This proposal seeks to develop and further demonstrate our analysis and modelling tools; using design optimum structures fabricated with three novel processing techniques established by the academic team, and then measuring device performance to feedback into the design process.
Dr Dan Brett (UCL)
The main aim of this proposal is to offer a viable, competitive alternative to current PEM fuel cells and their hydrogen provision. Specifically, to increase the fuel flexibility of low-temperature polymer electrolyte fuel cells through developing a state-of-the art anion membrane alkaline fuel cell, using hydrogen obtained from ammonia as the fuel source.
Prof. Nigel Brandon
This proposal seeks to develop two novel diagnostic techniques, pioneered by UK researchers, and apply them to advanced cell testing and characterisation in conjunction with partners in South Korea. The measurements are used to validate models developed in the UK to relate the measured data to degradation and failure modes, transferring this to South Korean partners to offer the potential for real time monitoring and control of SOFC stacks.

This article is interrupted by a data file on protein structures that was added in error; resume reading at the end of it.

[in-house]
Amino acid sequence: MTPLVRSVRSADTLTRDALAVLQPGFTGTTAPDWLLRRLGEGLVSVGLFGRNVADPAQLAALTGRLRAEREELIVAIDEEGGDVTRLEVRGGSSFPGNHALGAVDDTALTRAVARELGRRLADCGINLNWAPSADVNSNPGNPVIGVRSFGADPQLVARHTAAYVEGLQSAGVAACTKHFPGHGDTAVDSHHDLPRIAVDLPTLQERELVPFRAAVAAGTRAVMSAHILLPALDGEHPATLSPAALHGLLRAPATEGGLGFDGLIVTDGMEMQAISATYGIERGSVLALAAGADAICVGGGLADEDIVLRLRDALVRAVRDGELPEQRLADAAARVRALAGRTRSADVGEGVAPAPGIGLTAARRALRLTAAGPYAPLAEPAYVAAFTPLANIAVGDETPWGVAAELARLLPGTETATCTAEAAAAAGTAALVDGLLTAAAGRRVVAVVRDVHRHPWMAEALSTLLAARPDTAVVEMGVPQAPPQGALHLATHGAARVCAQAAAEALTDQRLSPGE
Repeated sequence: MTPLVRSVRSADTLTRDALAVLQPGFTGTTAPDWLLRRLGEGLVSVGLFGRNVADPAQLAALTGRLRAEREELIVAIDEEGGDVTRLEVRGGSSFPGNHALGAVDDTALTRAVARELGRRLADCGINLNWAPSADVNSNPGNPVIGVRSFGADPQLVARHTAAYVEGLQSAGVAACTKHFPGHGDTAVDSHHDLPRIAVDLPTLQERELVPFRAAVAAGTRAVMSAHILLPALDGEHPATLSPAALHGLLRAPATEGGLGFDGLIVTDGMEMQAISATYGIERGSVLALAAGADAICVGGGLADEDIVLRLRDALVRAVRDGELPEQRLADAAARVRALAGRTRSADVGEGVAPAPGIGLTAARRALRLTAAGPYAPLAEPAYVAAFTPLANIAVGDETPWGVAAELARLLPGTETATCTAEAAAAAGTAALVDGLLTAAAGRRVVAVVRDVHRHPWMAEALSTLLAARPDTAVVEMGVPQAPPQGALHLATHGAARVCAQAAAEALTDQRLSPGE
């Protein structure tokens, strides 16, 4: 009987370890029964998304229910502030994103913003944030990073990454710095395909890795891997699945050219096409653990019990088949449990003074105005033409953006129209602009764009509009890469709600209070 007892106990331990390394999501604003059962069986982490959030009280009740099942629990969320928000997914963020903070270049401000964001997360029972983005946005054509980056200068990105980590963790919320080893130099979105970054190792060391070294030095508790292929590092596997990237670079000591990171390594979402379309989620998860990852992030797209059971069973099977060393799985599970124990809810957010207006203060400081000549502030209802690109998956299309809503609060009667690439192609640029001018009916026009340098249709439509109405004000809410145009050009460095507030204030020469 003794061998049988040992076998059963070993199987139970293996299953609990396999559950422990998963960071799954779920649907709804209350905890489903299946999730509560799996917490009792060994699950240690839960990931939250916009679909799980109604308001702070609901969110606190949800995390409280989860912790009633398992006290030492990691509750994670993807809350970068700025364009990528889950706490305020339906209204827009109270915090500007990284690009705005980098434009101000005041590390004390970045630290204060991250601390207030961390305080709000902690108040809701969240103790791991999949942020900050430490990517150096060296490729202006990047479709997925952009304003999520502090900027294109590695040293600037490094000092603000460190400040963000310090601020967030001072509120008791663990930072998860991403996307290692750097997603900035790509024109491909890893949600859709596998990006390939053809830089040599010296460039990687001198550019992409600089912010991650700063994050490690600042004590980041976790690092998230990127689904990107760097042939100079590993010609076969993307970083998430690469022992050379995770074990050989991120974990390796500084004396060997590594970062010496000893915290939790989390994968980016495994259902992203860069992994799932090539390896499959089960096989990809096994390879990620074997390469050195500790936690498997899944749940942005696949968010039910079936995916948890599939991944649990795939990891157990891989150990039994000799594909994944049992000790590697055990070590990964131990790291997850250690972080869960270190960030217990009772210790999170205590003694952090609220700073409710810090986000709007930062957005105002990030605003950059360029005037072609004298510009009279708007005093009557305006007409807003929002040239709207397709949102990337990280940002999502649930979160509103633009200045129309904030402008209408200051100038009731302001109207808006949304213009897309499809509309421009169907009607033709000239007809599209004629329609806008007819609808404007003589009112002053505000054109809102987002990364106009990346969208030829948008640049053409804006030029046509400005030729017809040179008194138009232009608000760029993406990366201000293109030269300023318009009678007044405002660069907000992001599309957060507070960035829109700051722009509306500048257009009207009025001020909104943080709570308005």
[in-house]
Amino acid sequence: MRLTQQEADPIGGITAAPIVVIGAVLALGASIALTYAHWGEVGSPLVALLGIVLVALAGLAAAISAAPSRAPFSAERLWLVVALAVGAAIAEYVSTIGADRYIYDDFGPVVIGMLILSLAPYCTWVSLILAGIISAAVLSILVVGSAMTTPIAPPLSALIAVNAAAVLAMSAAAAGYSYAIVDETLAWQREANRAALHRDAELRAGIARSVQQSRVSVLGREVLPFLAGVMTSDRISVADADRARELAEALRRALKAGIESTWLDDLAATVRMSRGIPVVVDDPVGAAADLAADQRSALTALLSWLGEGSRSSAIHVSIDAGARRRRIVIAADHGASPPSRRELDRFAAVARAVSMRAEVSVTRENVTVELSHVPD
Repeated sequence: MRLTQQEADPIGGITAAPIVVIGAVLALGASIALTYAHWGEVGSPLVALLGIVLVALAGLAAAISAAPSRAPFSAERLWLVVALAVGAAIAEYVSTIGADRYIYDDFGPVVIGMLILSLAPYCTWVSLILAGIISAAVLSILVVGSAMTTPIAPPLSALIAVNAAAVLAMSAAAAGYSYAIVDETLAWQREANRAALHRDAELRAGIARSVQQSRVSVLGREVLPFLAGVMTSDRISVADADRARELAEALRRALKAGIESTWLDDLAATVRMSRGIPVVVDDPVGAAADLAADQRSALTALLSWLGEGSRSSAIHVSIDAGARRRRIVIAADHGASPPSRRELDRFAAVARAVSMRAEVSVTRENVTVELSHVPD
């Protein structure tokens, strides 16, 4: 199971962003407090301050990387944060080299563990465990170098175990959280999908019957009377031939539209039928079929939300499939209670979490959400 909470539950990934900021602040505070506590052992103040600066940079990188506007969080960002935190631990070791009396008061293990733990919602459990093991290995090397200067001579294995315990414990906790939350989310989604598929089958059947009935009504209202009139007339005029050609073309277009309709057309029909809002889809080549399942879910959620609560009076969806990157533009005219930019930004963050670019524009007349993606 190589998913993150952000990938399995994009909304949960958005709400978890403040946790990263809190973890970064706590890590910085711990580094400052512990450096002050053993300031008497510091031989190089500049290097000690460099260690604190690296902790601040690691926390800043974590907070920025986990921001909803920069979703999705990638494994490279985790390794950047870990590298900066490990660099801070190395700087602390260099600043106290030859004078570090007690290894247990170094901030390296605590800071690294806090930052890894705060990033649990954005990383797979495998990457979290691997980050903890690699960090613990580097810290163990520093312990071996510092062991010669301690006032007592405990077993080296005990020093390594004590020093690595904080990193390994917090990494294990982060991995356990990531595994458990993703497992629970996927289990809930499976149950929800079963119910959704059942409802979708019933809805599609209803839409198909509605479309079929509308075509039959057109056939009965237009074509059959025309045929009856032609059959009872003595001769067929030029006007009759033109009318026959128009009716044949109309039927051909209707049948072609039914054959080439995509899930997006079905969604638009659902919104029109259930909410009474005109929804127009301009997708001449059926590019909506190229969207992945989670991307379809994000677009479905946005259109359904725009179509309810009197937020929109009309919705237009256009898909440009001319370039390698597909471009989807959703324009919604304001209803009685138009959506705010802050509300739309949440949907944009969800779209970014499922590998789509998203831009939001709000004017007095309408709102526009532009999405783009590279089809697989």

This will give valuable understanding required to refine and develop the next generation of SOFC systems in the most time efficient manner, and have wider impact on UK and other international developers. The programme will also support an exchange of researchers between the UK and South Korea.
Prof. Anthony Kucernak (Imperial College)
This project endeavors to develop new corrosion-resistant catalyst supports, and new techniques to catalyse those supports. To this end,
- Porous bipolar plates will be developed and integrated along with the catalysts within a fuel cell.
- The materials will be tested to assess their performance and longevity.
- X-ray tomography and other imaging techniques will be used to assess the performance of the materials under real operating conditions.